A Generic Bioheat Transfer Thermal Model for a Perfused Tissue

Center for Magnetic Resonance Research, University of Minnesota, Minneapolis, MN 55455, USA.
Journal of Biomechanical Engineering (Impact Factor: 1.78). 08/2009; 131(7):074506. DOI: 10.1115/1.3127260
Source: PubMed


A thermal model was needed to predict temperatures in a perfused tissue, which satisfied the following three criteria. One, the model satisfied conservation of energy. Two, the heat transfer rate from blood vessels to tissue was modeled without following a vessel path. Three, the model applied to any unheated and heated tissue. To meet these criteria, a generic bioheat transfer model (BHTM) was derived here by conserving thermal energy in a heated vascularized finite tissue and by making a few simplifying assumptions. Two linear coupled differential equations were obtained with the following two variables: tissue volume averaged temperature and blood volume averaged temperature. The generic model was compared with the widely employed empirical Pennes' BHTM. The comparison showed that the Pennes' perfusion term wC(p)(1-epsilon) should be interpreted as a local vasculature dependent heat transfer coefficient term. Suggestions are presented for further adaptations of the general BHTM for specific tissues using imaging techniques and numerical simulations.

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    • "The form of Eq. (1) is very similar to other local thermal nonequilibrium models proposed in the literature [15–18,23]. Noticeable differences includes: a metabolic heat generation term was included in Mahjoob and Vafai [20] but is neglected here since it has been shown to be insignificant in thermal ablation [24]; the heat conduction term in the blood bio-heat equation was ignored in Shrivastava and Vaughan [23] but is preserved here as it could still be comparable to the bulk flow term when the model is used to study the heat transfer between the tissue and the small vessels with a low blood velocity. "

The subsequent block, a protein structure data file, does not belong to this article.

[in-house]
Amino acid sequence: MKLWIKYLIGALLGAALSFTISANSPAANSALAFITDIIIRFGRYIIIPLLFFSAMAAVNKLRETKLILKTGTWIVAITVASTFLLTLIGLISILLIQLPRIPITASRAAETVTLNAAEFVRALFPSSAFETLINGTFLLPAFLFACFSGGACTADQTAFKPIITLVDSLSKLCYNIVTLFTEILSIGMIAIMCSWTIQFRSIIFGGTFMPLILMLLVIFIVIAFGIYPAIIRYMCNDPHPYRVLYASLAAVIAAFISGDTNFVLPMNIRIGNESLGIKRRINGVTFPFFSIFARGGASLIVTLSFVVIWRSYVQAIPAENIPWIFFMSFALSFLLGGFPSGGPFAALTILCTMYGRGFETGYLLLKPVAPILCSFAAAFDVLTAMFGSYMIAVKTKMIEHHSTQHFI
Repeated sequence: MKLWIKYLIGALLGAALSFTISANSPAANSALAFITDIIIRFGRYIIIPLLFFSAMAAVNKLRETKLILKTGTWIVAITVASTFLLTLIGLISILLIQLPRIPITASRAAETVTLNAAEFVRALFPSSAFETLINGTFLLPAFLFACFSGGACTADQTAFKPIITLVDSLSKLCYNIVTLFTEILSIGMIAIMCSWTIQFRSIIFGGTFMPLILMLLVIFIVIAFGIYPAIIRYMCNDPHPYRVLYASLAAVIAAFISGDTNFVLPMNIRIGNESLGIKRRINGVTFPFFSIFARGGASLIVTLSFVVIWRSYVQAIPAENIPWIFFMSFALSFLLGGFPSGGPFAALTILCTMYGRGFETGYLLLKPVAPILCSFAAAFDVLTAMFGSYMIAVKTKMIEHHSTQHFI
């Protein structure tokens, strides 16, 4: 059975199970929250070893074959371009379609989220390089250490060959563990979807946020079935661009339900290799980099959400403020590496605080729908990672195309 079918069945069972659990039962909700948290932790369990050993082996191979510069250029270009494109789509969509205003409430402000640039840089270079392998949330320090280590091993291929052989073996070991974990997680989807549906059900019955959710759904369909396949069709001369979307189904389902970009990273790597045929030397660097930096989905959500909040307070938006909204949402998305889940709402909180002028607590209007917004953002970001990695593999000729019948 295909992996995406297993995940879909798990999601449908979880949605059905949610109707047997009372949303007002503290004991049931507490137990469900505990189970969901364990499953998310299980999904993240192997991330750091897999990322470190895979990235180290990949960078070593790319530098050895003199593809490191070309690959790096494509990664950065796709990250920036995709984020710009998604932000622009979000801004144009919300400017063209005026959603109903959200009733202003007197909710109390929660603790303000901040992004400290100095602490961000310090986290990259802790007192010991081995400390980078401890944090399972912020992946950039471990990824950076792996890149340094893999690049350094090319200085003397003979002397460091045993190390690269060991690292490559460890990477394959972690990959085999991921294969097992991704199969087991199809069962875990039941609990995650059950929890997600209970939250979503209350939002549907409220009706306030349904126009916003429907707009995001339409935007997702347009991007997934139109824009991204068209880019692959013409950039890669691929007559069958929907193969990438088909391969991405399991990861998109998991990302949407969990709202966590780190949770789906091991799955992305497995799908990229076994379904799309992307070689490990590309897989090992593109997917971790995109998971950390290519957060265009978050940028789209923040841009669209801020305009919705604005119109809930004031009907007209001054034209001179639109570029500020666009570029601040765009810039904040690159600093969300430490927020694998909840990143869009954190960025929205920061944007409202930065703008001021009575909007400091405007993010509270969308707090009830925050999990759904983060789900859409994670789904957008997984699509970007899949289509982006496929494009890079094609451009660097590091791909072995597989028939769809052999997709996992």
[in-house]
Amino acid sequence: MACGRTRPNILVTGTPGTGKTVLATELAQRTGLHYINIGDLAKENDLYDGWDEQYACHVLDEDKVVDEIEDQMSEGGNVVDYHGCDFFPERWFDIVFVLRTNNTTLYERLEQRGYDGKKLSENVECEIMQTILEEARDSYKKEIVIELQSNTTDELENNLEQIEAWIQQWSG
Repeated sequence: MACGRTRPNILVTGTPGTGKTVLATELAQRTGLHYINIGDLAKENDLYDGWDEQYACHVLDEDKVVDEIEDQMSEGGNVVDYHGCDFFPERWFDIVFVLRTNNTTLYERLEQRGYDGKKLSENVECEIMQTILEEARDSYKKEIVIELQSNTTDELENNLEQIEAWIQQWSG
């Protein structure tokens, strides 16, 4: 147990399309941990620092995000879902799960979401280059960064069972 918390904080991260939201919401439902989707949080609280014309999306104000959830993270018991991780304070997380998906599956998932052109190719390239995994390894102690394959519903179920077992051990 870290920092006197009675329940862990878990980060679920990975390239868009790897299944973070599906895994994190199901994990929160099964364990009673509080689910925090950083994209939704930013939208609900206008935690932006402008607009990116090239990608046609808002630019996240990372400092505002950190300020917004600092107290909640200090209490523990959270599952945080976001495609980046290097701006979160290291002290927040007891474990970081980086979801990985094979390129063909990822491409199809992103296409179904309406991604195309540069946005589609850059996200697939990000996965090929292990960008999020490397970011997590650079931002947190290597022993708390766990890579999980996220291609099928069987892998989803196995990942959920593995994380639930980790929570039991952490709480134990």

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    ABSTRACT: Ablation techniques have become a widespread choice for the treatment of cancerous tumours, where surgical resection techniques have poor prognosis. However, the extent and the shape of the ablation zone can be significantly affected by heat loss due to blood perfusion, which is difficult both to measure and to model accurately. A two-equation coupled bio-heat model is thus presented here to model the heat exchange between blood flow and its surrounding biological tissue, by considering the vasculature as a porous medium. The cooling effects of different generations of the vasculature are examined separately in the model. It is shown both analytically and computationally that the model behaviour is dependent on a non-dimensional number, γ, so termed here the thermal significance coefficient: for vessels in the highest generation of the vasculature such as big arteries and veins, γ is found to be much larger than unity, indicating that the blood in these large vessels holds a constant temperature, in which case the two-equation coupled bio-heat model can be simplified into the Pennes model; on the other hand, for small vessels in the bottom generation of the vasculature such as arterioles, capillaries, venules, γ is far smaller than unity, suggesting that the blood in small vessels is in continuous equilibrium with tissue temperature, in which case the model is equivalent to the Klinger model. However, most of the temperature equilibration occurs as the blood travels via the middle generations of the vasculature such as terminal artery branches, for which γ is of order unity and hence the two-equation coupled model cannot be further simplified. The implications of this for practical implementation of the bio-heat model are discussed.